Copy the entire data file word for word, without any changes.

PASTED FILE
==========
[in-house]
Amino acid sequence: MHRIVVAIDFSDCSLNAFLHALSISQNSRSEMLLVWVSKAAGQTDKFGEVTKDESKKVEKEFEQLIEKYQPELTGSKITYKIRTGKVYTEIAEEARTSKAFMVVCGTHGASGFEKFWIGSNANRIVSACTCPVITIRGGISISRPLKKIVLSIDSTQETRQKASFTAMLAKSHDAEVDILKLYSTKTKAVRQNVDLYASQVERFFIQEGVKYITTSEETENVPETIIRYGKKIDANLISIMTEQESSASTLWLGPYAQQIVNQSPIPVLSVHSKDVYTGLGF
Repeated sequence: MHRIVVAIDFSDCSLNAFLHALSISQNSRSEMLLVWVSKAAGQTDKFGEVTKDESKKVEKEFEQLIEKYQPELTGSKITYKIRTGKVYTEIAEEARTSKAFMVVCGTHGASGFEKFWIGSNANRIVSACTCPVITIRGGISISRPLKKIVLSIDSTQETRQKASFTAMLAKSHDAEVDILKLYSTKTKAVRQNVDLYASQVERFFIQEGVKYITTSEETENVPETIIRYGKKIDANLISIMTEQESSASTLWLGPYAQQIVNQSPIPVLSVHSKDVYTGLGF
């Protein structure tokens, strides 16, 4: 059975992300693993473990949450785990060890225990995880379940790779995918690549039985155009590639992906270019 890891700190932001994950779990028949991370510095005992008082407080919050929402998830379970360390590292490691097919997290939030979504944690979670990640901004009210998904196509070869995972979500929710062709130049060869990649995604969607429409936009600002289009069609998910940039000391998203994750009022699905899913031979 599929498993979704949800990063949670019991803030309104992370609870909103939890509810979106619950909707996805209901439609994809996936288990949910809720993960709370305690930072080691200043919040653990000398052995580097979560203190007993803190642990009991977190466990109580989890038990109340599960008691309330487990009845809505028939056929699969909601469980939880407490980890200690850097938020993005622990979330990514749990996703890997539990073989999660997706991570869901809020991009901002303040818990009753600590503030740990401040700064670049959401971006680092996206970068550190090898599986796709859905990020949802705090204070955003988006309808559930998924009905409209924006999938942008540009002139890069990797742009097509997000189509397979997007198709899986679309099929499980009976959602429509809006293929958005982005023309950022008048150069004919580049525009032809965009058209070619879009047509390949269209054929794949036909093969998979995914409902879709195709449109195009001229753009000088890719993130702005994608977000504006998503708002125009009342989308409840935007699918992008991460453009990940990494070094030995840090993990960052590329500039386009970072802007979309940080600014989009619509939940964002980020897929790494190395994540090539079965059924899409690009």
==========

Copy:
[in-house]
Amino acid sequence: MHRIVVAIDFSDCSLNAFLHALSISQNSRSEMLLVWVSKAAGQTDKFGEVTKDESKKVEKEFEQLIEKYQPELTGSKITYKIRTGKVYTEIAEEARTSKAFMVVCGTHGASGFEKFWIGSNANRIVSACTCPVITIRGGISISRPLKKIVLSIDSTQETRQKASFTAMLAKSHDAEVDILKLYSTKTKAVRQNVDLYASQVERFFIQEGVKYITTSEETENVPETIIRYGKKIDANLISIMTEQESSASTLWLGPYAQQIVNQSPIPVLSVHSKDVYTGLGF
Repeated sequence: MHRIVVAIDFSDCSLNAFLHALSISQNSRSEMLLVWVSKAAGQTDKFGEVTKDESKKVEKEFEQLIEKYQPELTGSKITYKIRTGKVYTEIAEEARTSKAFMVVCGTHGASGFEKFWIGSNANRIVSACTCPVITIRGGISISRPLKKIVLSIDSTQETRQKASFTAMLAKSHDAEVDILKLYSTKTKAVRQNVDLYASQVERFFIQEGVKYITTSEETENVPETIIRYGKKIDANLISIMTEQESSASTLWLGPYAQQIVNQSPIPVLSVHSKDVYTGLGF
């Protein structure tokens, strides 16, 4: 059975992300693993473990949450785990060890225990995880379940790779995918690549039985155009590639992906270019 890891700190932001994950779990028949991370510095005992008082407080919050929402998830379970360390590292490691097919997290939030979504944690979670990640901004009210998904196509070869995972979500929710062709130049060869990649995604969607429409936009600002289009069609998910940039000391998203994750009022699905899913031979 599929498993979704949800990063949670019991803030309104992370609870909103939890509810979106619950909707996805209901439609994809996936288990949910809720993960709370305690930072080691200043919040653990000398052995580097979560203190007993803190642990009991977190466990109580989890038990109340599960008691309330487990009845809505028939056929699969909601469980939880407490980890200690850097938020993005622990979330990514749990996703890997539990073989999660997706991570869901809020991009901002303040818990009753600590503030740990401040700064670049959401971006680092996206970068550190090898599986796709859905990020949802705090204070955003988006309808559930998924009905409209924006999938942008540009002139890069990797742009097509997000189509397979997007198709899986679309099929499980009976959602429509809006293929958005982005023309950022008048150069004919580049525009032809965009058209070619879009047509390949269209054929794949036909093969998979995914409902879709195709449109195009001229753009000088890719993130702005994608977000504006998503708002125009009342989308409840935007699918992008991460453009990940990494070094030995840090993990960052590329500039386009970072802007979309940080600014989009619509939940964002980020897929790494190395994540090539079965059924899409690009």